I also worried about how I would get my book out there to readers. I was confident I could get the word about my book out to a local market, but how on earth could I get it into the hands of the thousands of readers I hoped would want to read my book? Publishing companies work through distributors to get their books onto the shelves of bookstores and retail stores alike, but as an indi-author, it would be nearly impossible to grab the attention of sales outlets like that without a lot of work and A LOT of money.
One of the biggest “cons” that authors who are thinking about self-publishing face is the potential cost of undertaking such an endeavor. In order to get your book(s) out there, it is going to take money. How much money depends on what route you decide to go (traditional or print-on-demand), but either way, there are a lot of aspects to self-publishing that could cost a pretty penny and there is no guarantee you will ever see a return on your investment.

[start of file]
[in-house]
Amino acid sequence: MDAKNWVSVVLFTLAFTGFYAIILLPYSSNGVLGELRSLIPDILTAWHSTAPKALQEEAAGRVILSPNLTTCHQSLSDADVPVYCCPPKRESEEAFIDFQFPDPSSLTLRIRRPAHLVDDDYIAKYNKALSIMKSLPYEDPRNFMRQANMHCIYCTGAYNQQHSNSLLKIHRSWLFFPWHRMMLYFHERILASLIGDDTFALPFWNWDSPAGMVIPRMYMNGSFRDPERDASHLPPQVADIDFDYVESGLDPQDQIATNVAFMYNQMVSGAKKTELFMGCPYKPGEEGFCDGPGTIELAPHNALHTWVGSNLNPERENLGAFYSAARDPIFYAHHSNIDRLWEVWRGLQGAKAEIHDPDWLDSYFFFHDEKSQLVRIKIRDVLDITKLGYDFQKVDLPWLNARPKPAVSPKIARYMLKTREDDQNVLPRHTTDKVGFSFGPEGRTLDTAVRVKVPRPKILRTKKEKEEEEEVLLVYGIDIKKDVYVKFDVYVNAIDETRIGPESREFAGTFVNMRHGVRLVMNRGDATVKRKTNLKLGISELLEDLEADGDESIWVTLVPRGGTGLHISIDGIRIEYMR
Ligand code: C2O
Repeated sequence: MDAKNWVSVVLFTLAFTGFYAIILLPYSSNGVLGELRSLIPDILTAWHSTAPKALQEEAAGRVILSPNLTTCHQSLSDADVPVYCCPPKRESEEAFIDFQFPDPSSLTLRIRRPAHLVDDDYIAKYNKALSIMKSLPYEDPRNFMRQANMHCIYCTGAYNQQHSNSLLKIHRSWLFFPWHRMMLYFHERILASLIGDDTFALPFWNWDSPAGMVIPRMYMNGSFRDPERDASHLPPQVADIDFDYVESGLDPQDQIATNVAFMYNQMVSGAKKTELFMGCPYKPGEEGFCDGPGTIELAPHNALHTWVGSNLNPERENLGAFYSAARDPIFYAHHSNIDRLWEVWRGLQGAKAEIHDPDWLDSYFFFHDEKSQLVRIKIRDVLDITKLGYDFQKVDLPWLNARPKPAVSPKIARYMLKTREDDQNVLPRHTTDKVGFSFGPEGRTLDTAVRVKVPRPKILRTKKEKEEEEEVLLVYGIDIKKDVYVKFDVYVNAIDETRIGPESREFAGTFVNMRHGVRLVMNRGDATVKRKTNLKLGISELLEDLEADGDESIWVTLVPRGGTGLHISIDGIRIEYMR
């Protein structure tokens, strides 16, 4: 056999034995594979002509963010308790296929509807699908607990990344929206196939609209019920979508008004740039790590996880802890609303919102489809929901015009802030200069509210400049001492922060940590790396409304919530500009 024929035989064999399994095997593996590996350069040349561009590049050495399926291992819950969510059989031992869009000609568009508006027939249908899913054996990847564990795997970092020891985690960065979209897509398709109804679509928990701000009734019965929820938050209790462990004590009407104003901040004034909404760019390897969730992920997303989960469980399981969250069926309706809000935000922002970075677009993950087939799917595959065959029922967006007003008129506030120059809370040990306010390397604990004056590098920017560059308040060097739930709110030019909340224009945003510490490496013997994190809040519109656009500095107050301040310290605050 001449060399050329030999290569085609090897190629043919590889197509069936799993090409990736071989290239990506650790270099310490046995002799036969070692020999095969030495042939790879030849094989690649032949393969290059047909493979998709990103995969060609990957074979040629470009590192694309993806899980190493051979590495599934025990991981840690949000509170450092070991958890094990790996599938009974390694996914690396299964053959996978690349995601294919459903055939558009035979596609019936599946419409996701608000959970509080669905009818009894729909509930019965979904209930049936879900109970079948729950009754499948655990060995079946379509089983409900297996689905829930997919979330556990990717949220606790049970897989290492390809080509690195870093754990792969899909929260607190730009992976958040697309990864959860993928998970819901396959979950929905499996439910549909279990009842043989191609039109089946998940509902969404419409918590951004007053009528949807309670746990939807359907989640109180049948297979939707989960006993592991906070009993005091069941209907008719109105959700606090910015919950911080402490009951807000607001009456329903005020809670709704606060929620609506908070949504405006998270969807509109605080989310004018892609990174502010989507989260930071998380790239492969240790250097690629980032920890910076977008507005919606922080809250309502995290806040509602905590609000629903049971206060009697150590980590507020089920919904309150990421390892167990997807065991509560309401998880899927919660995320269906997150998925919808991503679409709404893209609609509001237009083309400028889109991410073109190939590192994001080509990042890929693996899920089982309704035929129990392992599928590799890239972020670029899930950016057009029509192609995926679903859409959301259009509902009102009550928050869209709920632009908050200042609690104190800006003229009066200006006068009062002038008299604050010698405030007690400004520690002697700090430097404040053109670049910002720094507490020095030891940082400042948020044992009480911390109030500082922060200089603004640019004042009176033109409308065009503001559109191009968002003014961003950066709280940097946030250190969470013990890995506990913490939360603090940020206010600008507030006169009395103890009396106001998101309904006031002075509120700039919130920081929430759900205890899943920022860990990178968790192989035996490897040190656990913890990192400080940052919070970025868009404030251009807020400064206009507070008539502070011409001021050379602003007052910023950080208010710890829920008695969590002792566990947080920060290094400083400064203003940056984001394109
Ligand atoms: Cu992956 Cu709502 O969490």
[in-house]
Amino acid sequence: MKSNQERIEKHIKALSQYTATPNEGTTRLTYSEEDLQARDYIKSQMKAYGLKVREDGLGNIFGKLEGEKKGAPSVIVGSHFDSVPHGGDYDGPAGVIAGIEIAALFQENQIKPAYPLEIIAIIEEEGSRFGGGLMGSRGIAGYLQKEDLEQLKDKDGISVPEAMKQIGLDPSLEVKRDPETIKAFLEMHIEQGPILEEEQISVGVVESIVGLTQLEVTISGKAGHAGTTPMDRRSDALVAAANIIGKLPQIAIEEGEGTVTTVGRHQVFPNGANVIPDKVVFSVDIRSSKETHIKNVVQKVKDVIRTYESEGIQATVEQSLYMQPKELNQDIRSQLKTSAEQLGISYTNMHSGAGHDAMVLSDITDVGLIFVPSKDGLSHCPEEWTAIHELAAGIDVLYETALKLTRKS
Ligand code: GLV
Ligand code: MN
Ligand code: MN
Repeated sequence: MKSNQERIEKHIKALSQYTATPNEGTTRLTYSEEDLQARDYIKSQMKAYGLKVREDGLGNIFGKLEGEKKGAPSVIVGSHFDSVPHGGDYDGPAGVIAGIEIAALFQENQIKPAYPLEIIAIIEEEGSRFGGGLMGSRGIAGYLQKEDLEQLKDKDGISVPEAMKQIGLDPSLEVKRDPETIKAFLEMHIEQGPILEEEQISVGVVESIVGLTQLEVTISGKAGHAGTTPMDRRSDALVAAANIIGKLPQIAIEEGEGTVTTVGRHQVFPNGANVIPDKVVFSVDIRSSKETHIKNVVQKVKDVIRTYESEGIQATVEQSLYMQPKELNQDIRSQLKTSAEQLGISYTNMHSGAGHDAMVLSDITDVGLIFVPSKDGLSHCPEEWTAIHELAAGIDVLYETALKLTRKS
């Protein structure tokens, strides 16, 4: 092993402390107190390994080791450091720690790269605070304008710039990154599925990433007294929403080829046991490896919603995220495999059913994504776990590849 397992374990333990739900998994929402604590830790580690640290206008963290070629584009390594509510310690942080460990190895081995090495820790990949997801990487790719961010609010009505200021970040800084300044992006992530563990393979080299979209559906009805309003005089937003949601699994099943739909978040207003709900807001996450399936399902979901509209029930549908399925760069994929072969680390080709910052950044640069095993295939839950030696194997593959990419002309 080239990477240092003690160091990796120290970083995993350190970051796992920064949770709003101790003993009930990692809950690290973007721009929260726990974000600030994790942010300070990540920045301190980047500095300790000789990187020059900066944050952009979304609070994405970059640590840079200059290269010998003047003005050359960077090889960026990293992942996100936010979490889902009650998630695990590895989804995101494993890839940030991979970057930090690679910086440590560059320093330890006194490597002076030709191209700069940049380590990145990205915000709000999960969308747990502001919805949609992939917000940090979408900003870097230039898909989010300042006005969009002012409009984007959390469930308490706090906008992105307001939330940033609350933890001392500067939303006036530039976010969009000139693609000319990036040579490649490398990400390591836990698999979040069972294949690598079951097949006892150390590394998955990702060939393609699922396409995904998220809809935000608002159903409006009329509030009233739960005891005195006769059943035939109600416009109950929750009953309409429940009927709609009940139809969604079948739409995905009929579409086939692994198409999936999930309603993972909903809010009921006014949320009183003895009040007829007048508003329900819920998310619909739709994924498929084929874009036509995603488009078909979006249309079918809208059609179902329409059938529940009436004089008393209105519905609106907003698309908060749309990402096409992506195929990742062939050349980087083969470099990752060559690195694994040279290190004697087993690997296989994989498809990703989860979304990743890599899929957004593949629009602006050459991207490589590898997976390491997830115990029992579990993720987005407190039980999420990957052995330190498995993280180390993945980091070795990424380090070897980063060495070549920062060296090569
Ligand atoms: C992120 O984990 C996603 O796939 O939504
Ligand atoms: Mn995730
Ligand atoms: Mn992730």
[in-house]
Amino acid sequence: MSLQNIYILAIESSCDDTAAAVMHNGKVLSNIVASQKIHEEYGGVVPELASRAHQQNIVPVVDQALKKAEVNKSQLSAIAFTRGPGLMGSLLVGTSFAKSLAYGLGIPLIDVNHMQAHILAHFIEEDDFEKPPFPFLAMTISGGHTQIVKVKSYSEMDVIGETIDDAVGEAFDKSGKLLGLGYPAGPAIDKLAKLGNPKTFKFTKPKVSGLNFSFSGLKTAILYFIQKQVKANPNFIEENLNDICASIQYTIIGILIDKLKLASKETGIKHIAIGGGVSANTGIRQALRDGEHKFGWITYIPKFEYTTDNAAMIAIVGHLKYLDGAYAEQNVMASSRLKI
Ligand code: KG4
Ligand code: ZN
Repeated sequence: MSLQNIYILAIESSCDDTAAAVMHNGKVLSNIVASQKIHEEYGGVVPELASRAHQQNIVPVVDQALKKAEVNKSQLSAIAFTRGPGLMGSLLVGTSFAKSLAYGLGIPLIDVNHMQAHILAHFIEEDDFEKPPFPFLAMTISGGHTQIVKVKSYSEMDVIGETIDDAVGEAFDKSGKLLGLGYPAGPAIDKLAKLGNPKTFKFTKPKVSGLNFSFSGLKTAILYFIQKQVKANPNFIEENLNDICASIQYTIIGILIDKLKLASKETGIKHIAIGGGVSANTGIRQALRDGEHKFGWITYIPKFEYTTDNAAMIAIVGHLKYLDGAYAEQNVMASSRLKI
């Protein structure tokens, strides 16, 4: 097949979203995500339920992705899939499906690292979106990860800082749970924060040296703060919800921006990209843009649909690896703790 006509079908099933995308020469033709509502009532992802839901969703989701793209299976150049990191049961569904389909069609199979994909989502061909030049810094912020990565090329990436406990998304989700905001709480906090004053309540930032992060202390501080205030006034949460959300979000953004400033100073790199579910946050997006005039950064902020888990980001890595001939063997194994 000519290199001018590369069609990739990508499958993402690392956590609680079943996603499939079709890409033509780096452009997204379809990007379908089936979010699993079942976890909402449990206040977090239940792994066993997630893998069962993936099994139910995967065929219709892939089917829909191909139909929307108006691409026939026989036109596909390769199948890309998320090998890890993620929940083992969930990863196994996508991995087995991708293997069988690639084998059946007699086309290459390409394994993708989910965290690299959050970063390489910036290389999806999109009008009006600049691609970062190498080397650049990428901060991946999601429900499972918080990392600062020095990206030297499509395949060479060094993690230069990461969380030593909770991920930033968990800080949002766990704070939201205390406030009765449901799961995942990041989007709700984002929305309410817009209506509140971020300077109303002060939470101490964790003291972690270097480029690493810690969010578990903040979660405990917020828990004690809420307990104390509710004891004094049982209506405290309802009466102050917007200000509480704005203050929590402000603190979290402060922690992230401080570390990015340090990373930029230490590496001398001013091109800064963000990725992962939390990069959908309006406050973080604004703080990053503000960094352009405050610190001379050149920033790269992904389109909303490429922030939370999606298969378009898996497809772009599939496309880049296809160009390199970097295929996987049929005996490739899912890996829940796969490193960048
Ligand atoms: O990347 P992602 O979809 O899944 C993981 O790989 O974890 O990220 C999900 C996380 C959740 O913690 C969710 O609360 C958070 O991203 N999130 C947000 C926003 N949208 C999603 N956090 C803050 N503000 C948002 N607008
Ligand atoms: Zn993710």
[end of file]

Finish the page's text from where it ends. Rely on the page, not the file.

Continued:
To start, some authors may need to hire a professional editor if they truly want to put their best work out there. One of the reasons self-publishing gets such a bad rap is a lot of authors are hasty in putting their work out and their book is riddled with grammatical errors, typos, choppy story-lines etc. Investing in an editor’s help could make all the difference in the success of your book.
Self-published authors are also responsible to the layout and design of both the cover and interior pages. If you do not have the skills and/or software to do that, you will need to hire a designer to put your book together for you.